[Sinn Fein]

26 September 1997

Building for the Future - Adams

Sinn Fein President Gerry Adams addressing a meeting of the Party's Six County Executive this morning said:

``After three wasted years Sinn Fein has with others, in just three weeks, significantly moved the political process forward.

``However, we all need to keep our feet firmly on the ground and our eyes fixed on the big prize of a lasting peace. No one doubts that there will be difficulties ahead but if the political will which we saw this week can be harnessed then there is no reason why we cannot achieve a democratic peace settlement.

``Of course, all of the participants bring their own baggage and their own agenda to the talks. Already, as part of the normal process of negotiations other parties are trying to undermine our goal of a United Ireland by claiming that it is unrealistic - this is nonsense.

``Sinn Fein enters the negotiations as an Irish republican party seeking to promote the broad nationalist objective of an end to British rule in Ireland. We believe that it will be the inevitable outcome for this process. It makes sense.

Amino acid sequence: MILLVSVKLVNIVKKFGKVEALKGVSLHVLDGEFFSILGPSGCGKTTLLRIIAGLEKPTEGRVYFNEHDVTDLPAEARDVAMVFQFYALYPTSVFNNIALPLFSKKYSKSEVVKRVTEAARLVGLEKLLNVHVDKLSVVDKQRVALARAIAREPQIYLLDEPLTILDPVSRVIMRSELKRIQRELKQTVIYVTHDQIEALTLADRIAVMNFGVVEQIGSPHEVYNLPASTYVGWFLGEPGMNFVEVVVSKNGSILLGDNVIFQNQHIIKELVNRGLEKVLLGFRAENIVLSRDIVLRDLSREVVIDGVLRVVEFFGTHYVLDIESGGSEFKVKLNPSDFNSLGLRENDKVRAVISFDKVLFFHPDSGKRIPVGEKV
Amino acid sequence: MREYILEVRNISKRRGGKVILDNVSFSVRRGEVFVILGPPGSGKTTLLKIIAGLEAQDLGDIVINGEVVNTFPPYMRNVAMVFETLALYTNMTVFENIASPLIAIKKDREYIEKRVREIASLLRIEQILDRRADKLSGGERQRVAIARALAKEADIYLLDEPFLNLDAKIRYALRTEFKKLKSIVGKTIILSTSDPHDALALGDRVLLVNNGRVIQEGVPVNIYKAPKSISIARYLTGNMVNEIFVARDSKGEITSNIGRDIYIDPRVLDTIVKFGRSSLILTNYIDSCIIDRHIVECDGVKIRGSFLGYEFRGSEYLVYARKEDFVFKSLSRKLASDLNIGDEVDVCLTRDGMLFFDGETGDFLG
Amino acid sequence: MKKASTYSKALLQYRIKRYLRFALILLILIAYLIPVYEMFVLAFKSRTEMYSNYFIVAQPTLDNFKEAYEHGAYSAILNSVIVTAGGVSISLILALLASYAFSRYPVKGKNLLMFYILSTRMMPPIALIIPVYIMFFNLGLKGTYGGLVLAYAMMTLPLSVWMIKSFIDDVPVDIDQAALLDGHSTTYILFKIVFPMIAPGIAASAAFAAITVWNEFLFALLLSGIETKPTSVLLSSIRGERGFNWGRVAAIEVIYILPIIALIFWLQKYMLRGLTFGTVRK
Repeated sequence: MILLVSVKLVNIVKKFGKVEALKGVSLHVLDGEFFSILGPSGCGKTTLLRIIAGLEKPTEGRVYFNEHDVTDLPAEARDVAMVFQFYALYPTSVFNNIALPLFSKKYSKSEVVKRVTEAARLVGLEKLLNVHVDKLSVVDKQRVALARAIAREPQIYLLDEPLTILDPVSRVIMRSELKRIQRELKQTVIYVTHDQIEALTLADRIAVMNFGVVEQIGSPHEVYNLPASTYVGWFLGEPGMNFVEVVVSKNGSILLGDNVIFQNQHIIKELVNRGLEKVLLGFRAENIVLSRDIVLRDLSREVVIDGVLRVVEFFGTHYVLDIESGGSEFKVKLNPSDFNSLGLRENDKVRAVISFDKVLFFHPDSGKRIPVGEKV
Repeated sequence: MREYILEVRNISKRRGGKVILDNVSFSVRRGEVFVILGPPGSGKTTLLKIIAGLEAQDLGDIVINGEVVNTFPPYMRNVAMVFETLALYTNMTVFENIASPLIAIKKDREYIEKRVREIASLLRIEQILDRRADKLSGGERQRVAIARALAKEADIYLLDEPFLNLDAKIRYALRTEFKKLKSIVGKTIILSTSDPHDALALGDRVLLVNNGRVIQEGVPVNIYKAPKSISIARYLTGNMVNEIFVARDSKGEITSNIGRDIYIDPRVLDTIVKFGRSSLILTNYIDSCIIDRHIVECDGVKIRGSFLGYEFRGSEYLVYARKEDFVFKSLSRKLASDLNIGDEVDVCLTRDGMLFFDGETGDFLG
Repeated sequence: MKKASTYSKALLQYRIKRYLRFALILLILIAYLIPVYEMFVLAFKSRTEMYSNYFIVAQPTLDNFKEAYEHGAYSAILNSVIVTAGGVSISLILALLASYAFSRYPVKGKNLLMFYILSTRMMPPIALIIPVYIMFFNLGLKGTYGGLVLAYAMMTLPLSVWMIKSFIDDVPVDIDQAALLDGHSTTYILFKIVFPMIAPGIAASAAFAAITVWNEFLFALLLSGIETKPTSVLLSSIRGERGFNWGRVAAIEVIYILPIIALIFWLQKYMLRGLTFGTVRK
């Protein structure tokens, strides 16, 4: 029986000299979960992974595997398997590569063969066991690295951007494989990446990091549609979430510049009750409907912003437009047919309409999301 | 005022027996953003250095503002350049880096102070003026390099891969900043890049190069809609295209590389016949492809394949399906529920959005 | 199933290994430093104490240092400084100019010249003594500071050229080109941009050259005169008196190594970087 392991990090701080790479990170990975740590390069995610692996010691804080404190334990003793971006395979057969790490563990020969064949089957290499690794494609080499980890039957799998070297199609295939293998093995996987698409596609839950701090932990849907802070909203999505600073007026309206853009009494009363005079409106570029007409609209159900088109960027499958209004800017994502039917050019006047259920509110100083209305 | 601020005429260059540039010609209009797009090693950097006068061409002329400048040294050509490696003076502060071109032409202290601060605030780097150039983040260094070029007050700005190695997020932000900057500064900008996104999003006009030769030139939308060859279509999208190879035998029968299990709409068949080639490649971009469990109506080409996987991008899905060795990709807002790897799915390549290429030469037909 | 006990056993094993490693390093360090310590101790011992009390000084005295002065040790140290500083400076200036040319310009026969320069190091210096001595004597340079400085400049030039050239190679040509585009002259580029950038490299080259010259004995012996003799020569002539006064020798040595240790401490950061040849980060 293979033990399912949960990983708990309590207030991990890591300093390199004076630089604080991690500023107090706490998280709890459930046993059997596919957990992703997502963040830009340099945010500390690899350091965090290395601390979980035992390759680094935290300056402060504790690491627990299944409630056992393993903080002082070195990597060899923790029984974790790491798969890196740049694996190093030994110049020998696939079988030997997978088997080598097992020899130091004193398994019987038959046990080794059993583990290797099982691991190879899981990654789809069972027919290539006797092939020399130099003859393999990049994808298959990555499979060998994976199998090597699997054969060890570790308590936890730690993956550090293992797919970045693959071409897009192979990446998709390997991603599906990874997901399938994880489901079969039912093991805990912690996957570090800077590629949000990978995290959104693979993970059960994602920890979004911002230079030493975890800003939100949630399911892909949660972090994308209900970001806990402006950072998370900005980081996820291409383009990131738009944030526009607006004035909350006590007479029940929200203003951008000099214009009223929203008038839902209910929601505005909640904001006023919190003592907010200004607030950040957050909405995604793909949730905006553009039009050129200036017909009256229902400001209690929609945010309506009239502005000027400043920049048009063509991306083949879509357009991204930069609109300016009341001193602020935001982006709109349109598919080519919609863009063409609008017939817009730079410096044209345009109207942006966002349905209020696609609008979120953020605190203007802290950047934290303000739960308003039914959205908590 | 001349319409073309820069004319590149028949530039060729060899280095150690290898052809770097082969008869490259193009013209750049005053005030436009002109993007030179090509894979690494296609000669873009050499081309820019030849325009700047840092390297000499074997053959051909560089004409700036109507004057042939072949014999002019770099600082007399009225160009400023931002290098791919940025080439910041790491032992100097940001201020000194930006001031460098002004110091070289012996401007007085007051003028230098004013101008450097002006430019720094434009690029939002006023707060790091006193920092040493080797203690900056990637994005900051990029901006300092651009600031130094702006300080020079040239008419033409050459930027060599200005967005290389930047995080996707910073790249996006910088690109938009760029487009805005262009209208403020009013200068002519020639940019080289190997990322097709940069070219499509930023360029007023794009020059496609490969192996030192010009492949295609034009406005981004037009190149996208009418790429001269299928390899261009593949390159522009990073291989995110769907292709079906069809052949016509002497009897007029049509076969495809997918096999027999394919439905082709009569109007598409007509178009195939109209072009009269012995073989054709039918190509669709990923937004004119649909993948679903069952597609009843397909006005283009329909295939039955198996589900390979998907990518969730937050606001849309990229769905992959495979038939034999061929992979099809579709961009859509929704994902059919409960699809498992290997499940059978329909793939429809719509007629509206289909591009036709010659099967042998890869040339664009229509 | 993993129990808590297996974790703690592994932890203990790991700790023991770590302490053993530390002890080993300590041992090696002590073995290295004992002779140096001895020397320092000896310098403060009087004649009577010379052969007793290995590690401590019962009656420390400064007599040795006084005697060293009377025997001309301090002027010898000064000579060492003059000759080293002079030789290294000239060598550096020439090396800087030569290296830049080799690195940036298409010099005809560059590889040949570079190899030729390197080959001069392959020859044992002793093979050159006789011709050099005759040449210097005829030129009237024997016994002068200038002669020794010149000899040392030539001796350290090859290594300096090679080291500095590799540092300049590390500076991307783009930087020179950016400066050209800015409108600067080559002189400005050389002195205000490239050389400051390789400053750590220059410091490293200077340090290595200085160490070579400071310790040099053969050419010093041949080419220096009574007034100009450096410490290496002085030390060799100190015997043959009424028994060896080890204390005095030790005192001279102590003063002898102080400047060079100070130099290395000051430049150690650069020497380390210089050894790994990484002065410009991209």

``In our view the issue of sovereignty, the claim of the British government to sovereignty in Ireland, is the key matter which must be addressed in negotiations so that we can achieve, through dialogue among the Irish people, an agreed Ireland.

``The political and historical evidence shows that political independence, a united Ireland, offers the best guarantee of equality and the most durable basis for peace and stability. An internal Six-County arrangement cannot work - the status quo must change. There has to be fundamental constitutional and political change.

``Achieving this will be difficult. But Sinn Fein will not be deflected. We must work with the other participants to bridge the gap of distrust between nationalists and unionists. We need to secure an accommodation, based on equality, which rejects the possibility of any individual, or any section of people from suffering the injustice of discrimination. No process which excludes any section of opinion can hope to be successful.

``Sinn Fein recognises that the concerns of the unionist population about their position in an Irish national democracy must be addressed and resolved in a concrete way. This process of national reconciliation must secure the political, religious and democratic rights of unionists. That is not only the democratic norm but a practical necessity if we are to advance the cause of peace in Ireland.

``Building peace is our collective responsibility. Sinn Fein is committed to our peace strategy and through it to a transformation of Irish society. We know that peace is not simply the absence of violence. Collectively we share the responsibility of putting conflict behind us and of building a solid foundation for a future for our children free from conflict and fear. I believe that the vast majority of people want us to succeed.''

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